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Old 12th June 2006, 01:09 PM   #6
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Thanks lndm and Dou - some interesting points and good information

Is there any way to estimate what the load on the transformer might be? Do I need to worry about regulation ratings (and what exactly do they mean - the further you are from the VA rating the higher Vout?) on higher VA rated transformers?

Also - does anyone have a primer on understanding speaker Wattage and sensitivity ratings? I clearly need to read up on this.

Getting there - raro.
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Old 12th June 2006, 04:29 PM   #7
Duo is offline Duo  Canada
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hm, there's a lot of good info on the web about this, though it can, like anything on the web, be difficult to find.

A good place to start is the Elliot Sound Products site. There's more good information and ideas crammed inta that site than I've seen in a lot of things. He has an excellent projects section and articless section on his site:

Rod Elliot's Artilces Rod Elliot's Projects


As far as load on the transformer, this will depend mostly on what is being amplified. For example, if you set the amplifier to amplify a pure sine wave at its rated power output, you'll be placing a full RMS load on the transformer which easily exceeds your transformer rating in this case.

The key here is that you are more likely going to be listening to music. The average power of most music is very low compared to the peak or transient power that occurs on beats or crescendos. This depends a bit on the dynamic range of the music, ie; if the dynamic range of the music is very wide, you'll find the peaks sometimes rise many times higher than the average power level. In highly compressed music, as on FM radio, you'll find the power is distributed much more evenly between loud and soft. This leads to a really lifeless sound.

What it means is that you could play a compressed recording really loud and not worry about going into clipping because of the compressed nature of the transients. This means more average power and thus for listening at high volume, a relatively steady load on the amplifier.

Luckily, you're still not going to find much that's compressed so far that you have to worry.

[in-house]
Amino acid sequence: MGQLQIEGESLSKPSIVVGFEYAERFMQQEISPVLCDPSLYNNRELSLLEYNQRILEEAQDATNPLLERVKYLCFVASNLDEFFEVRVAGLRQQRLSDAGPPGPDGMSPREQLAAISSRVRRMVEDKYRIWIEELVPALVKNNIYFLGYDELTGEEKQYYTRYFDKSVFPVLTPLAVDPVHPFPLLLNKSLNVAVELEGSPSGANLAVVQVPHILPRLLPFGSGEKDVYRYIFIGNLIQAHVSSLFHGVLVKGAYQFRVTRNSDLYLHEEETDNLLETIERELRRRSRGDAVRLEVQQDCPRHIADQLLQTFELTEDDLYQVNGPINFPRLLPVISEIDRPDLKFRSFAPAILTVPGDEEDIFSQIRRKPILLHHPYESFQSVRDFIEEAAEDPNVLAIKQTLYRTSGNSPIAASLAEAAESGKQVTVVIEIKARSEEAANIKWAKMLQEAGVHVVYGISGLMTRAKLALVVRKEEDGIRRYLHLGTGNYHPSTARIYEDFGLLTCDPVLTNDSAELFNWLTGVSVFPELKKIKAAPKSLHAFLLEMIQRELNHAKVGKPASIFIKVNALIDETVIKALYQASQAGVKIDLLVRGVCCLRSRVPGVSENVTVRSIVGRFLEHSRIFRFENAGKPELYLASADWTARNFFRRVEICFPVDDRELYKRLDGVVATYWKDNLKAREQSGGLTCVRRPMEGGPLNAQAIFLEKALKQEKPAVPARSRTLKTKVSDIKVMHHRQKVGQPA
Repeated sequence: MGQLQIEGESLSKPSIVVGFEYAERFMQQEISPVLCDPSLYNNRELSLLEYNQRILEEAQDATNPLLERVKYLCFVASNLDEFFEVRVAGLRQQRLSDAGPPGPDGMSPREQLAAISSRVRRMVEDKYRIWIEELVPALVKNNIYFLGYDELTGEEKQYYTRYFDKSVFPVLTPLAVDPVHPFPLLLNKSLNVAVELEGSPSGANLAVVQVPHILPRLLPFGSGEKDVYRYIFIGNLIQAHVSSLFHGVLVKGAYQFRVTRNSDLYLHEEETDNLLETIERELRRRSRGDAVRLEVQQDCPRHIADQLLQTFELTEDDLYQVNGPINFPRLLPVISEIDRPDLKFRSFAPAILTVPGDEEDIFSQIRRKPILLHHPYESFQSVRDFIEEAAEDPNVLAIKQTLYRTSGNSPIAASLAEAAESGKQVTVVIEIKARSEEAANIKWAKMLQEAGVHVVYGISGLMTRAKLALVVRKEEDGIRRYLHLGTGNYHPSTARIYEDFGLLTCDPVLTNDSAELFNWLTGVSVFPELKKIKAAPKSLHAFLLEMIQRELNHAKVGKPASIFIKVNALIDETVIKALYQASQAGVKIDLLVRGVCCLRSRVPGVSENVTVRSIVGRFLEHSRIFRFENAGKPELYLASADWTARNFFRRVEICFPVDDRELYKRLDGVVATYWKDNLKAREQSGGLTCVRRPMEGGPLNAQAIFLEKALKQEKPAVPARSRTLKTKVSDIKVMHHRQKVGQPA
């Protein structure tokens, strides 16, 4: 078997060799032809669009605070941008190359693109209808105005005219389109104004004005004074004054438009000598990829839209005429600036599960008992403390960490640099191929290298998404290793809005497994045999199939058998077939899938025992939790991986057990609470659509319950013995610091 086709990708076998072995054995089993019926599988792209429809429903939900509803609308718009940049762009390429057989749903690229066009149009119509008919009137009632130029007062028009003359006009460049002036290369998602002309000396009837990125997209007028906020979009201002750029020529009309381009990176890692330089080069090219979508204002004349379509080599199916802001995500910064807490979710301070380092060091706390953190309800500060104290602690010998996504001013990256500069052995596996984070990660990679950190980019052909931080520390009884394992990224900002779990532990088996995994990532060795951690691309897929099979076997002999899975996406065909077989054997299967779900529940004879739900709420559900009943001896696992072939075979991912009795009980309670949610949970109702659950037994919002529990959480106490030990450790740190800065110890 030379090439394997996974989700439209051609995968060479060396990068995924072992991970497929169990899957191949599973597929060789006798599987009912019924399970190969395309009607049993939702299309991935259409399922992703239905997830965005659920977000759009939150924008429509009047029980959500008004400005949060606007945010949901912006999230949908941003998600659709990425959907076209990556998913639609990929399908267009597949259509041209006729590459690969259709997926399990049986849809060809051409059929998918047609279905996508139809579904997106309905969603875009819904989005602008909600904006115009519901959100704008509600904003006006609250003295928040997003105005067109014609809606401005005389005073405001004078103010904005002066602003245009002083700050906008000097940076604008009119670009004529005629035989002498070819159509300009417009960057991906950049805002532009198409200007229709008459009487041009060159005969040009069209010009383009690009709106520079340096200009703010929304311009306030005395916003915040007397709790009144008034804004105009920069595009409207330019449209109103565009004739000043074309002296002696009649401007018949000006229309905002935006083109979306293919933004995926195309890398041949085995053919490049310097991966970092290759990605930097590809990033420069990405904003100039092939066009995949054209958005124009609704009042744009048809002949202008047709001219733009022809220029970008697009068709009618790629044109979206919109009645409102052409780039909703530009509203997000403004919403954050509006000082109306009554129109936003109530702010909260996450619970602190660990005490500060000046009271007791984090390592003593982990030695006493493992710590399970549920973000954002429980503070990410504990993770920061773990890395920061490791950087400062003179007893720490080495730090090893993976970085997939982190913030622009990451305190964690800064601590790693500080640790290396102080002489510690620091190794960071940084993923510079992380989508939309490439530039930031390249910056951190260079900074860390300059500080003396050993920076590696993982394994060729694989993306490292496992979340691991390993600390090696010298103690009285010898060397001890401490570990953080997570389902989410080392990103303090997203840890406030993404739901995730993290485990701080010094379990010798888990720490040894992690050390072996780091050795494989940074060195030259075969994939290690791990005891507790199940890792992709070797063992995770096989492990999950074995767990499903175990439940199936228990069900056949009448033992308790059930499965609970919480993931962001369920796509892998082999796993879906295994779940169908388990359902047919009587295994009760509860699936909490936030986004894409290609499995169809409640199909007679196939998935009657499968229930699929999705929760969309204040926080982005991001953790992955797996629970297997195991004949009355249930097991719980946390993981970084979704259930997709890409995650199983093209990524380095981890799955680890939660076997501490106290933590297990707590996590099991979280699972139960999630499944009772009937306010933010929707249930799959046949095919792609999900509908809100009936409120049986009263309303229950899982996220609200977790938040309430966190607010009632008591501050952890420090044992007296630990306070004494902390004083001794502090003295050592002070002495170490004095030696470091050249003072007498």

As far as regulation ratings go in transformers, they tell the designer how well the output of the transformer holds its voltage level during load. All transformers exhibit this 'droop,' and some a lot more than others.

At the first few percent of the power supply load, you'll see some droop occur. This is with the rectification and filtering in place of course. That's because the capacitors become overcharged due to overshoot, pumping, AC line peaks, etc, and the voltage drops to its normal value under just a small load such as that required to bias the amplifier.

Then when you start drawing power, the transformer output will droop just a small bit. For example; I have a 2000VA transformer in one amp I designed and it normally sits at 126V rail-to-rail when idle. At full output on 4ohms (about 500W per channel), the voltage will drop considerably to 117V at times depending on AC line conditions.

I don't have any reading material handy on transformer regulation but someone else on here should be able to fill you in on specifics.

When I get back to the computer, I'll fill you in on speaker info if no one has beat me to it.
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Old 12th June 2006, 10:25 PM   #8
lndm is offline lndm  Australia
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Quote:
Originally posted by Duo
I don't have any reading material handy on transformer regulation but someone else on here should be able to fill you in on specifics.
The output voltage of a transformer is typically given as under full load. To obtain the numbers, take the difference between the full load voltage and the no load voltage, then divide by the full load voltage. Multiply by 100 to convert to a percentage.

A person might assume that all xfmrs will have a load regulation figure based on quality of manufacturer, however, it often has to do with size. A transformer of the size you are looking at usually has a load regulation of better than 10%, and higher than about 500VA is often better than 5%.

Combined with the safety margin you've already considered, therefore, there are two reasons that a larger xfmr will give better load regulation.

This is really more important in an amp that draws a varying amount of current, as Dou covered. A large filter can partially compensate for a small xfmr. Some would say it's not as good, some would say it's good enough. I feel that if size and budget say yes, that I will say yes too, but there is the law of diminishing returns that puts an upper limit on the benefit.

Also, I prefer to use smaller filter capacitors for their sonic qualities, though they can be doubled up. This is not necessary though, just a preference.
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Old 13th June 2006, 12:15 PM   #9
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The 225VA trannsformer should do fine for your proposed amp. Any unregulated supply is going to float high some and then droop some (relative to the floating voltage if not below the rated (at full load) voltage). The speakers, transformer and chassis/sinking seem a good match, you could do it all differently but then that's the reason to do ANOTHER gainclone. IMO, no matter how you did the first one you will want to try something new on the next.
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Old 14th June 2006, 08:10 AM   #10
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Thanks ! and thanks again Dou and lndm

Looks like all I have to do now is wait for Chipamp.com to get some kits back in stock (I've priced PCBs and similar quality parts and can't get it anywhere near as good a price shipped to NZ).

Quote:
you could do it all differently but then that's the reason to do ANOTHER gainclone. IMO, no matter how you did the first one you will want to try something new on the next.
Hah - that's always how it starts: 2 soldering irons, 3 multimeters, a tonne of components, 5 headphone amps and 2 DACs later...